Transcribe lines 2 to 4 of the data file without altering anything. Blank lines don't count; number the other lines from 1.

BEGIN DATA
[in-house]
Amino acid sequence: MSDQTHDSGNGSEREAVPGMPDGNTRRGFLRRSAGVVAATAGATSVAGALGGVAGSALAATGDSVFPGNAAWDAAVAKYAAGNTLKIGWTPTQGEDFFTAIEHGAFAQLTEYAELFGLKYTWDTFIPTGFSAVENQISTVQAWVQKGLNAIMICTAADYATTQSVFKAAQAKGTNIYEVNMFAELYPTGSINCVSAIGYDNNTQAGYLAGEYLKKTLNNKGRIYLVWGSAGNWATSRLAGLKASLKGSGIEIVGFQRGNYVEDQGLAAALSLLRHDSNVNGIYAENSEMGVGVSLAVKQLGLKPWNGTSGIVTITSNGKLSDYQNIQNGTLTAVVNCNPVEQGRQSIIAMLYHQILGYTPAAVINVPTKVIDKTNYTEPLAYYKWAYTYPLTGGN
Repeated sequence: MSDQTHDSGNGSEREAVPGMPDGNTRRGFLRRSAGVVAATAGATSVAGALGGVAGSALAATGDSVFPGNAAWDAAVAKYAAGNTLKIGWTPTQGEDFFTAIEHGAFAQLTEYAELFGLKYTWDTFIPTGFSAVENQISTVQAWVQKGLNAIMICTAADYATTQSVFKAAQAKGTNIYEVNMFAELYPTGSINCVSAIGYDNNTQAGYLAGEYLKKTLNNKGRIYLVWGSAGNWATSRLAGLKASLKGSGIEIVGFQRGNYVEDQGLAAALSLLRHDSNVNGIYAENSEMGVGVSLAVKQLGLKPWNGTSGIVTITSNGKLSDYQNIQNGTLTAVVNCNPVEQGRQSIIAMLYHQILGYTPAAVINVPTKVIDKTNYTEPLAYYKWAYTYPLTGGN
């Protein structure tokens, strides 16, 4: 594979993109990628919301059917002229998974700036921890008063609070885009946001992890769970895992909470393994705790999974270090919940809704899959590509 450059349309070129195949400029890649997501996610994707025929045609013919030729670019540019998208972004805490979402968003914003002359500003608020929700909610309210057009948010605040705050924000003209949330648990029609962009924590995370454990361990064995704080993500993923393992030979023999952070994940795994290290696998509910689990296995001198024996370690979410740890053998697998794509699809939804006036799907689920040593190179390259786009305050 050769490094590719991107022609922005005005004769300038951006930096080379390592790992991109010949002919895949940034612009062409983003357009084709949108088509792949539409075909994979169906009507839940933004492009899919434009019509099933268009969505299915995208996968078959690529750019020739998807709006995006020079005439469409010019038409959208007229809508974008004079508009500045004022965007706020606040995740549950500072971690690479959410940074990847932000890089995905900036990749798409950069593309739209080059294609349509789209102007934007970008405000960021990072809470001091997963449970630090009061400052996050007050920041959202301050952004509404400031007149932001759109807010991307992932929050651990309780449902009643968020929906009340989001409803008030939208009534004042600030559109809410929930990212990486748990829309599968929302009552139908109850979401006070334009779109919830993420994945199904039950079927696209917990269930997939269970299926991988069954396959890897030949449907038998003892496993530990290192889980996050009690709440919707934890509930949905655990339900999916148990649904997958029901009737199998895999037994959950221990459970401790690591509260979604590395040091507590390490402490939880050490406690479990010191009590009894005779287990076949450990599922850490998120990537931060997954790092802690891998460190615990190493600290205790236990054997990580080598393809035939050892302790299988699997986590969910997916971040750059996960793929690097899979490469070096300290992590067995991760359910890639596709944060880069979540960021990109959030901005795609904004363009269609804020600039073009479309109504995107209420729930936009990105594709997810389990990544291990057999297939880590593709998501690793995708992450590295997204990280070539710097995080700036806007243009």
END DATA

Amino acid sequence: MSDQTHDSGNGSEREAVPGMPDGNTRRGFLRRSAGVVAATAGATSVAGALGGVAGSALAATGDSVFPGNAAWDAAVAKYAAGNTLKIGWTPTQGEDFFTAIEHGAFAQLTEYAELFGLKYTWDTFIPTGFSAVENQISTVQAWVQKGLNAIMICTAADYATTQSVFKAAQAKGTNIYEVNMFAELYPTGSINCVSAIGYDNNTQAGYLAGEYLKKTLNNKGRIYLVWGSAGNWATSRLAGLKASLKGSGIEIVGFQRGNYVEDQGLAAALSLLRHDSNVNGIYAENSEMGVGVSLAVKQLGLKPWNGTSGIVTITSNGKLSDYQNIQNGTLTAVVNCNPVEQGRQSIIAMLYHQILGYTPAAVINVPTKVIDKTNYTEPLAYYKWAYTYPLTGGN
Repeated sequence: MSDQTHDSGNGSEREAVPGMPDGNTRRGFLRRSAGVVAATAGATSVAGALGGVAGSALAATGDSVFPGNAAWDAAVAKYAAGNTLKIGWTPTQGEDFFTAIEHGAFAQLTEYAELFGLKYTWDTFIPTGFSAVENQISTVQAWVQKGLNAIMICTAADYATTQSVFKAAQAKGTNIYEVNMFAELYPTGSINCVSAIGYDNNTQAGYLAGEYLKKTLNNKGRIYLVWGSAGNWATSRLAGLKASLKGSGIEIVGFQRGNYVEDQGLAAALSLLRHDSNVNGIYAENSEMGVGVSLAVKQLGLKPWNGTSGIVTITSNGKLSDYQNIQNGTLTAVVNCNPVEQGRQSIIAMLYHQILGYTPAAVINVPTKVIDKTNYTEPLAYYKWAYTYPLTGGN
């Protein structure tokens, strides 16, 4: 594979993109990628919301059917002229998974700036921890008063609070885009946001992890769970895992909470393994705790999974270090919940809704899959590509 450059349309070129195949400029890649997501996610994707025929045609013919030729670019540019998208972004805490979402968003914003002359500003608020929700909610309210057009948010605040705050924000003209949330648990029609962009924590995370454990361990064995704080993500993923393992030979023999952070994940795994290290696998509910689990296995001198024996370690979410740890053998697998794509699809939804006036799907689920040593190179390259786009305050 050769490094590719991107022609922005005005004769300038951006930096080379390592790992991109010949002919895949940034612009062409983003357009084709949108088509792949539409075909994979169906009507839940933004492009899919434009019509099933268009969505299915995208996968078959690529750019020739998807709006995006020079005439469409010019038409959208007229809508974008004079508009500045004022965007706020606040995740549950500072971690690479959410940074990847932000890089995905900036990749798409950069593309739209080059294609349509789209102007934007970008405000960021990072809470001091997963449970630090009061400052996050007050920041959202301050952004509404400031007149932001759109807010991307992932929050651990309780449902009643968020929906009340989001409803008030939208009534004042600030559109809410929930990212990486748990829309599968929302009552139908109850979401006070334009779109919830993420994945199904039950079927696209917990269930997939269970299926991988069954396959890897030949449907038998003892496993530990290192889980996050009690709440919707934890509930949905655990339900999916148990649904997958029901009737199998895999037994959950221990459970401790690591509260979604590395040091507590390490402490939880050490406690479990010191009590009894005779287990076949450990599922850490998120990537931060997954790092802690891998460190615990190493600290205790236990054997990580080598393809035939050892302790299988699997986590969910997916971040750059996960793929690097899979490469070096300290992590067995991760359910890639596709944060880069979540960021990109959030901005795609904004363009269609804020600039073009479309109504995107209420729930936009990105594709997810389990990544291990057999297939880590593709998501690793995708992450590295997204990280070539710097995080700036806007243009």